Managing IT in a Downturn

Managing IT in a Downturn: A Pocket Guide

STEWART MITCHELL
Copyright Date: 2008
Published by: IT Governance Publishing
Pages: 59
https://www.jstor.org/stable/j.ctt5hh5h1
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  • Book Info
    Managing IT in a Downturn
    Book Description:

    In this book, well-known IT journalist Stewart Mitchell gives you practical, hard-hitting advice on the best ways to make your money go further. The book shows a solid grasp of the issues surrounding IT for business, and is written in a jargon-free style that will be easy for you to follow. One option you have in the downturn is to choose innovative solutions. Mitchell offers you a cool appraisal of the advantages and disadvantages of Open Source Software in helping you to cut costs. The book also considers whether cloud computing is the right answer if you are looking to economise on server management and administration.

    eISBN: 978-1-905356-77-5
    Subjects: Technology

Table of Contents

  1. Front Matter
    (pp. 2-4)
  2. PREFACE
    (pp. 5-5)
  3. ABOUT THE AUTHOR
    (pp. 6-6)
  4. Table of Contents
    (pp. 7-7)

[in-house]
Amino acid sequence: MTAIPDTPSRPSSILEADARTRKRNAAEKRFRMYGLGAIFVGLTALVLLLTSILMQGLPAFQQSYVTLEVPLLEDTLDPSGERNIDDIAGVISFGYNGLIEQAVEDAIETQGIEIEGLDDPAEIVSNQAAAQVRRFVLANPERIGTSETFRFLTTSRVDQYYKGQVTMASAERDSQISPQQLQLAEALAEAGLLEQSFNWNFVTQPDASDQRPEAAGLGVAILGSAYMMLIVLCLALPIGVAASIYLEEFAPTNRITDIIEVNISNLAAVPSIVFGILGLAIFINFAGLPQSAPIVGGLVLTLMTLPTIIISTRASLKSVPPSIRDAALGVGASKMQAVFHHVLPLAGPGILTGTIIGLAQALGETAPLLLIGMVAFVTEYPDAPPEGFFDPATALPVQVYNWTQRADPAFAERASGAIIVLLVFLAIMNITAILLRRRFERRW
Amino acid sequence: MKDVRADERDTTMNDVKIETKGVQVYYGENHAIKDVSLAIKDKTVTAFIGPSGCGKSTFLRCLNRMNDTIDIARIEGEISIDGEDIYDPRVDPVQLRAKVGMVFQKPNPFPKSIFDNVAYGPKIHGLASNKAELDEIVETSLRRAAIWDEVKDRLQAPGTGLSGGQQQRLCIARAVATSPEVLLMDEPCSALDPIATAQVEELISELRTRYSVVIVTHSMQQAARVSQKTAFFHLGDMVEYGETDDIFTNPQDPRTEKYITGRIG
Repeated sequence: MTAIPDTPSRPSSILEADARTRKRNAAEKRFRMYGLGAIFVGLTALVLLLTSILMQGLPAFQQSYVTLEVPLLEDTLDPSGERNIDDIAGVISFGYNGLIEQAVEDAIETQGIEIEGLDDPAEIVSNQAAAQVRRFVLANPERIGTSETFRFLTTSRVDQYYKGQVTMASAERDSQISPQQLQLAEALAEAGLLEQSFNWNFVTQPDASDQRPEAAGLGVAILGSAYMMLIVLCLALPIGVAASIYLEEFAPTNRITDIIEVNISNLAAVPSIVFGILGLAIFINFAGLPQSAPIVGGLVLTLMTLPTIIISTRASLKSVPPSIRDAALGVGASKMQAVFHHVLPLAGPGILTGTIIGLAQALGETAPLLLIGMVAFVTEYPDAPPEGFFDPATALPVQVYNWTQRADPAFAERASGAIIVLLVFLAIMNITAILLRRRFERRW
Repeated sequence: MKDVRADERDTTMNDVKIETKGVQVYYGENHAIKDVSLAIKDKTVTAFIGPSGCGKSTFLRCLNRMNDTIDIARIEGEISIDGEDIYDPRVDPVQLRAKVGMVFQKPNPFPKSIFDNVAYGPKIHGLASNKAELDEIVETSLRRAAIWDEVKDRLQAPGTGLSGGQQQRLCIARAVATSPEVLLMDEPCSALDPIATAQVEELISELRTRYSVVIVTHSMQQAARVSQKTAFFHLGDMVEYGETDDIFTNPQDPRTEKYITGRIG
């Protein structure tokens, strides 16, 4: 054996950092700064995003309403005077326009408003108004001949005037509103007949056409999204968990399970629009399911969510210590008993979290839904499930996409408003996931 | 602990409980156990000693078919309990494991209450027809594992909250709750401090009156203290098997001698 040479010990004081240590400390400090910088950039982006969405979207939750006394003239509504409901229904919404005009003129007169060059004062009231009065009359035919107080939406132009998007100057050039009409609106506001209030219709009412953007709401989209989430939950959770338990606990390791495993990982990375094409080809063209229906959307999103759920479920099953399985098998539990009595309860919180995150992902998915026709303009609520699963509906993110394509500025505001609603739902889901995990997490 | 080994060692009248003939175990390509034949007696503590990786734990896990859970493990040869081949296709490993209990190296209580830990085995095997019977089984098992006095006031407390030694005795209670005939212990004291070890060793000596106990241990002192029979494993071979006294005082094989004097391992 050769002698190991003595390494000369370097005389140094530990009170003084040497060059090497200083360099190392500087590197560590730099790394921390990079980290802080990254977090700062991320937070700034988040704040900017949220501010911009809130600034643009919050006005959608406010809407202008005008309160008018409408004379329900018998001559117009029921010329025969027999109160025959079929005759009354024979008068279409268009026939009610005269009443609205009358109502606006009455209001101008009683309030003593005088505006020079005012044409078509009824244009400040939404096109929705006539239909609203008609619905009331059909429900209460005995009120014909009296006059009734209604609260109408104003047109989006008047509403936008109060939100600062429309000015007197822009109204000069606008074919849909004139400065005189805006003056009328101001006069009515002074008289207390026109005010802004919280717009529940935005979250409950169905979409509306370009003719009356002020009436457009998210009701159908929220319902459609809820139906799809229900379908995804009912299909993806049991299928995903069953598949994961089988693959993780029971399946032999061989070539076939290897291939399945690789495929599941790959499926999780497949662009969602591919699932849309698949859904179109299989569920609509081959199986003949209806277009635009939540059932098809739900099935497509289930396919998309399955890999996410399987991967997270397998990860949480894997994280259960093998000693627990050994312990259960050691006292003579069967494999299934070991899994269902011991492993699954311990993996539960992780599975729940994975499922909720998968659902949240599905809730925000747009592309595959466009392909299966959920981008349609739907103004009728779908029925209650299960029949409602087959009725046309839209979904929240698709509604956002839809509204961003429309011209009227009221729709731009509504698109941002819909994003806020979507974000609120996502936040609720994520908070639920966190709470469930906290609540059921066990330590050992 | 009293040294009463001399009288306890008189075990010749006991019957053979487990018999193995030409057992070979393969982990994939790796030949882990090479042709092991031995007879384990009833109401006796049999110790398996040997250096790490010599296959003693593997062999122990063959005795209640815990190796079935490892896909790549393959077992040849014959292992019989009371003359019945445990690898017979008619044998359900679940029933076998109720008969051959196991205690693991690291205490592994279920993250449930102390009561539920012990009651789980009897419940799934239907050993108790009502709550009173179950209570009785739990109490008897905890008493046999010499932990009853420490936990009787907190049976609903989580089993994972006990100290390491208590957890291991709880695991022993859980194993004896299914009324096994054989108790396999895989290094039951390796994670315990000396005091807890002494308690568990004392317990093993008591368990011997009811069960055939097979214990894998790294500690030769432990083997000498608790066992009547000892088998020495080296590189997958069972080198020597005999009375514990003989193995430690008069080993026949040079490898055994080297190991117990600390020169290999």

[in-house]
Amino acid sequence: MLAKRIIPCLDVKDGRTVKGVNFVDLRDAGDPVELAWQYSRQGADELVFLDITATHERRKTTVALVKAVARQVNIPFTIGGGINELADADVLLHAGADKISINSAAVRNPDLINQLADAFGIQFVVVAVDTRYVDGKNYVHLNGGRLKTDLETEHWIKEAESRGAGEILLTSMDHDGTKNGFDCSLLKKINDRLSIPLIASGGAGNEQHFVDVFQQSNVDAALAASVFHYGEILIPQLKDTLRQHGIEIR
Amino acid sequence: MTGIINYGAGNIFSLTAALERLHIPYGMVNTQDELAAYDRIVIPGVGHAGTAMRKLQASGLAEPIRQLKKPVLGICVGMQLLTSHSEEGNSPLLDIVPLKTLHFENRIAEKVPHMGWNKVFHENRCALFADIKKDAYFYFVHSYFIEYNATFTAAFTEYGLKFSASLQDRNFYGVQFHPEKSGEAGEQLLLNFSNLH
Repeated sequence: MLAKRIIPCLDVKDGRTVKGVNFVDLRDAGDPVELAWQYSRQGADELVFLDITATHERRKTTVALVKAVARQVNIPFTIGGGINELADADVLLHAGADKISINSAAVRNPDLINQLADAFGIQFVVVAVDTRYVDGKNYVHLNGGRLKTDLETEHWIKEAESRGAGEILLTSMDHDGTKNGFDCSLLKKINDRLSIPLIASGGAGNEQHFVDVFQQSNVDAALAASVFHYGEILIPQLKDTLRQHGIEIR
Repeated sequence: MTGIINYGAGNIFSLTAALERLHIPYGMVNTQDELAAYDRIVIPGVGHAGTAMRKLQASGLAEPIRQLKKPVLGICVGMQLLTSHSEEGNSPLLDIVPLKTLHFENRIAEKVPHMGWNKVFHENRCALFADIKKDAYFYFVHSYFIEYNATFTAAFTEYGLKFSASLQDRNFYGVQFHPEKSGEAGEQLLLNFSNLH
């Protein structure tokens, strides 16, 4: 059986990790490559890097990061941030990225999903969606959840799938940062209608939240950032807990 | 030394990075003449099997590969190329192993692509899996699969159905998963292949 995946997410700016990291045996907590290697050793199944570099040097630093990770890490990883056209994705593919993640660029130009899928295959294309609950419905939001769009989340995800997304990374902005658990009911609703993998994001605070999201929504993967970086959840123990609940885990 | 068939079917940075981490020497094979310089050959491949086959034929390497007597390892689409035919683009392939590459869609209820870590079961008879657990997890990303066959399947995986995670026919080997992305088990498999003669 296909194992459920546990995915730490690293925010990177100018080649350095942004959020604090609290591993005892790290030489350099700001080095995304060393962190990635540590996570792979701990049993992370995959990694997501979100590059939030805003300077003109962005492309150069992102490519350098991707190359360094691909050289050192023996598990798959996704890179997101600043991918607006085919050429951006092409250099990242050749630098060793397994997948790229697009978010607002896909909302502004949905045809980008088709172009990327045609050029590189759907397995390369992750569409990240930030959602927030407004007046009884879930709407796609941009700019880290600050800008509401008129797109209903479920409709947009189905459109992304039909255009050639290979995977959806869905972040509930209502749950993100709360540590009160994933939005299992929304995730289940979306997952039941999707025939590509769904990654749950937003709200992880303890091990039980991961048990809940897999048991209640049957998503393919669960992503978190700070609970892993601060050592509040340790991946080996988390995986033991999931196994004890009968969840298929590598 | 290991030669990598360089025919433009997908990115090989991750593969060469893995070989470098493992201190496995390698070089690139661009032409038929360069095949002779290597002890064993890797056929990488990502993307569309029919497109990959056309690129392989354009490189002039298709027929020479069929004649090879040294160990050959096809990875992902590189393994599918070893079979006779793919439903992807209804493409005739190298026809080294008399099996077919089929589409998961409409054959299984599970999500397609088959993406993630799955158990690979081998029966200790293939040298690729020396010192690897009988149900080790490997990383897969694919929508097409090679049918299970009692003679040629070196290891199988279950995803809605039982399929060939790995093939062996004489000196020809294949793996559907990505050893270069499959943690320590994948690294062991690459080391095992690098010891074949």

5. INTRODUCTION
    (pp. 8-9)

    ‘It’s a recession when your neighbour loses his job,’ said US president Harry Truman. ‘It’s a depression when you lose yours.’ As senior executives tighten the corporate purse strings, IT departments will need to justify their expense if IT workers are to avoid feeling the fullest effects of the upheaval gripping global economies.

    While IT has become integral to every company doing business and can never be eliminated as a cost, with credit in short supply and revenues down, companies are putting new projects on hold and cutting out the deadwood.

    ‘The biggest problem of the credit crunch is that...

  6. CHAPTER 1: COUNT YOUR CHICKENS
    (pp. 10-11)

    Only a lunatic looks before he leaps, and it would be equally impetuous to start making plans for recession, including cutting jobs and system functionality, without first surveying the lie of the land.

    Software audits should be an ongoing part of best practice, but where this isn’t the case, it is essential to work out exactly what assets the IT department has, from hardware to software licences and employee headcount.

    The wisdom of this is highlighted by pondering just how much you are overpaying for software, either by buying too many licences, buying products that are too advanced for the...

  7. CHAPTER 2: SWEATING RESOURCES
    (pp. 12-16)

    With the ready cash for IT projects thinner than a size zero supermodel, IT managers need to find ways of making ends meet, of stretching the departmental housekeeping money like some postwar rationing housewife.